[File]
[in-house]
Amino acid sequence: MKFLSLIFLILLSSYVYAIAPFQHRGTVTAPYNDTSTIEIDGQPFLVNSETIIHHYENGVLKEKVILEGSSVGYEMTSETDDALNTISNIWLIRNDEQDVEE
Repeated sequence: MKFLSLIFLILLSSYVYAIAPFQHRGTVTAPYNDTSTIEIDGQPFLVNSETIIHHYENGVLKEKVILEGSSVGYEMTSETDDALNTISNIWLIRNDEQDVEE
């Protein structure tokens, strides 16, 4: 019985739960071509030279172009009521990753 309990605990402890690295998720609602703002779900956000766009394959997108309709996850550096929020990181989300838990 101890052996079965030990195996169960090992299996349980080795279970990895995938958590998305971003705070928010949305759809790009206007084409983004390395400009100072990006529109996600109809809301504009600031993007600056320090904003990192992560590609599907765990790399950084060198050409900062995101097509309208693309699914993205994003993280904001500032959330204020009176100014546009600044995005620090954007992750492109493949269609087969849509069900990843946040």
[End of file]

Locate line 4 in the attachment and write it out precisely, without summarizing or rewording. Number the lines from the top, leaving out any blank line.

């Protein structure tokens, strides 16, 4: 019985739960071509030279172009009521990753 309990605990402890690295998720609602703002779900956000766009394959997108309709996850550096929020990181989300838990 101890052996079965030990195996169960090992299996349980080795279970990895995938958590998305971003705070928010949305759809790009206007084409983004390395400009100072990006529109996600109809809301504009600031993007600056320090904003990192992560590609599907765990790399950084060198050409900062995101097509309208693309699914993205994003993280904001500032959330204020009176100014546009600044995005620090954007992750492109493949269609087969849509069900990843946040």